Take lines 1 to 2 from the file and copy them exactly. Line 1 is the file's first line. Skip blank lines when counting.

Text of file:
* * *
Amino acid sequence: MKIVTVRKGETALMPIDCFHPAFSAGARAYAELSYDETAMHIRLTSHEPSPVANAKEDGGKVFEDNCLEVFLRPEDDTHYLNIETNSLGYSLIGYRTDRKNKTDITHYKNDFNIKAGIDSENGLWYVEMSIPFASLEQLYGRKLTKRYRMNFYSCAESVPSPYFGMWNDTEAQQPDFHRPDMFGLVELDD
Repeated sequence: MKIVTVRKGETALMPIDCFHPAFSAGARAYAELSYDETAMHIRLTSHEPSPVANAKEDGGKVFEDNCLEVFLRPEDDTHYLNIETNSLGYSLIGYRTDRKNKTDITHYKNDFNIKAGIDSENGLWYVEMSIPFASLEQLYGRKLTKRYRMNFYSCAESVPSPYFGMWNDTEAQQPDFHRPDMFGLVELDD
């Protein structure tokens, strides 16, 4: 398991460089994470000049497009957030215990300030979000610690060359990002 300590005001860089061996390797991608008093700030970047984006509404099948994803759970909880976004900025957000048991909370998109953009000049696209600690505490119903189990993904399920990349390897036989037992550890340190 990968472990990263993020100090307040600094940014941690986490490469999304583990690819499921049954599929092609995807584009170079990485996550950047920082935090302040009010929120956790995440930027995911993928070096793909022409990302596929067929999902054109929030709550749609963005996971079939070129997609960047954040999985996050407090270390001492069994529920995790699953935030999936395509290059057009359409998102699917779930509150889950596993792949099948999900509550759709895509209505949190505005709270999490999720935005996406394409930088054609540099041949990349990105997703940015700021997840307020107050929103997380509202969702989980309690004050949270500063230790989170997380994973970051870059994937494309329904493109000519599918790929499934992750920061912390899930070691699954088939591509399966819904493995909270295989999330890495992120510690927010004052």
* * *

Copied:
Amino acid sequence: MKIVTVRKGETALMPIDCFHPAFSAGARAYAELSYDETAMHIRLTSHEPSPVANAKEDGGKVFEDNCLEVFLRPEDDTHYLNIETNSLGYSLIGYRTDRKNKTDITHYKNDFNIKAGIDSENGLWYVEMSIPFASLEQLYGRKLTKRYRMNFYSCAESVPSPYFGMWNDTEAQQPDFHRPDMFGLVELDD
Repeated sequence: MKIVTVRKGETALMPIDCFHPAFSAGARAYAELSYDETAMHIRLTSHEPSPVANAKEDGGKVFEDNCLEVFLRPEDDTHYLNIETNSLGYSLIGYRTDRKNKTDITHYKNDFNIKAGIDSENGLWYVEMSIPFASLEQLYGRKLTKRYRMNFYSCAESVPSPYFGMWNDTEAQQPDFHRPDMFGLVELDD